Hometown heroes

Fort Beauséjour – Fort Cumberland National Historic Site

Canada’s participation in the First World War (1914-1918) and the Second World War (1939-1945) touched every community in this country. Parks Canada invites Canadians to join us in commemorating individuals from all walks of life who made unique contributions to the war effort. During these global conflicts, civilians and those in the armed forces played a crucial role in protecting and building their communities and thus Canada as a whole.

Get to know the remarkable stories of these Hometown Heroes, honour their memory and express your gratitude for their service by visiting Parks Canada’s National Historic Sites, National Parks, and National Marine Conservation Areas. We will remember them…

Major Albert Desbrisay Carter (1892-1919)

Historic photo of Major Albert Carter
Major Albert Desbrisay Carter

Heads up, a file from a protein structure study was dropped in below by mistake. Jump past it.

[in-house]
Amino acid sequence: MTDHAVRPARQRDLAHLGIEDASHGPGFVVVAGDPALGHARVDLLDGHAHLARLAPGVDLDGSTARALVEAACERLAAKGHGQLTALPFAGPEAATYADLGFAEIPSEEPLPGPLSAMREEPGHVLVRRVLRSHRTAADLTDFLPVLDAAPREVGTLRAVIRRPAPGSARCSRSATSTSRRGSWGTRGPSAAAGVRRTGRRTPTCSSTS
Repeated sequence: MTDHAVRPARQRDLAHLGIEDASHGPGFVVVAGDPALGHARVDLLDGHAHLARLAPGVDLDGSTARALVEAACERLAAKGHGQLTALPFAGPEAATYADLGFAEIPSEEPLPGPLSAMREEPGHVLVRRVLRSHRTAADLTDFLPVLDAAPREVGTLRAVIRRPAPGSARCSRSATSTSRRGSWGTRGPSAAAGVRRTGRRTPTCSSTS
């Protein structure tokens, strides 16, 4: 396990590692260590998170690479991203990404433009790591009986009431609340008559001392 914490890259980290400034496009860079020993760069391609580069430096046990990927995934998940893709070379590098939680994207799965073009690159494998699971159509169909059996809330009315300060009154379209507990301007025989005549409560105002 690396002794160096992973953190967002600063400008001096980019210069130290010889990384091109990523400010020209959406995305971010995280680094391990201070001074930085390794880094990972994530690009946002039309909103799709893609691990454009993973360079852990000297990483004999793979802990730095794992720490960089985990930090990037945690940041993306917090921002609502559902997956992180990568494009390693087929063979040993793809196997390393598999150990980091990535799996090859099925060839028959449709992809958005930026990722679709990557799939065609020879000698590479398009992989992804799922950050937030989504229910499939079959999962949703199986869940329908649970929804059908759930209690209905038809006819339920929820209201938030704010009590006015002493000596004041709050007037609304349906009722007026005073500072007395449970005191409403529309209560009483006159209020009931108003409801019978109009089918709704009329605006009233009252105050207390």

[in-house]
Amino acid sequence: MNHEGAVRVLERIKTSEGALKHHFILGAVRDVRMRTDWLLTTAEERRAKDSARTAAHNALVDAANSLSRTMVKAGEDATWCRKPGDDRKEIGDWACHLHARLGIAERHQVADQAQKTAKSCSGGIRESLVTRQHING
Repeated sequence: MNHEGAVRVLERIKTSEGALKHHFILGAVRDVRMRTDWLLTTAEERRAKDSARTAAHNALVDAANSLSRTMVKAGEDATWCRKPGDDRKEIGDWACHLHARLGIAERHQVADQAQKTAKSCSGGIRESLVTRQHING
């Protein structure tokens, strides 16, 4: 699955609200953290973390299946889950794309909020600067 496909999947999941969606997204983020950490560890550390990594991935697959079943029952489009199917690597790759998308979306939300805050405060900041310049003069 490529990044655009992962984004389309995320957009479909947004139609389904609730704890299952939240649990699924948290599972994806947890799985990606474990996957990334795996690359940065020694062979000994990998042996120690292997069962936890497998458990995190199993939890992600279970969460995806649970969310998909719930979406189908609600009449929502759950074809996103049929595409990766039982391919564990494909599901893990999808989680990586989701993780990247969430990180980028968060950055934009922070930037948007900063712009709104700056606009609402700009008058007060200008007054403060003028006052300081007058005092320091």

Photo: Mount Allison University Archives

Albert Desbrisay Carter was born in Point de Bute on July 3, 1892.

He enlisted in November 1914 in Saint John, New Brunswick and began his military career in the 26th New Brunswick Battalion, as the unit machine-gun officer.

Lieutenant Carter was seriously wounded during the Battle of the Crater in 1915. After recovering, Major Carter volunteered for the Royal Flying Corps.

With the Royal Flying Corps, he downed between 27 and 31 enemy aircraft, making him one of the top 15 ranking Canadian aces. He was awarded the 1914-1915 Star, the Distinguished Service Order with bars, the Belgian Croix de Guerre and was mentioned in Dispatches.

On May 20, 1918, Major Carter’s plane was shot down behind German lines. He was held prisoner in Karlsruhe, Bavaria, until the signing of the Armistice on November 11, 1918.

After the war, Major Carter commanded a Canadian squadron in England where they trained using captured German Fokker D-VII’s. During an exercise his plane collapsed in midair and Major Carter died on May 22, 1919, at the age of 27.

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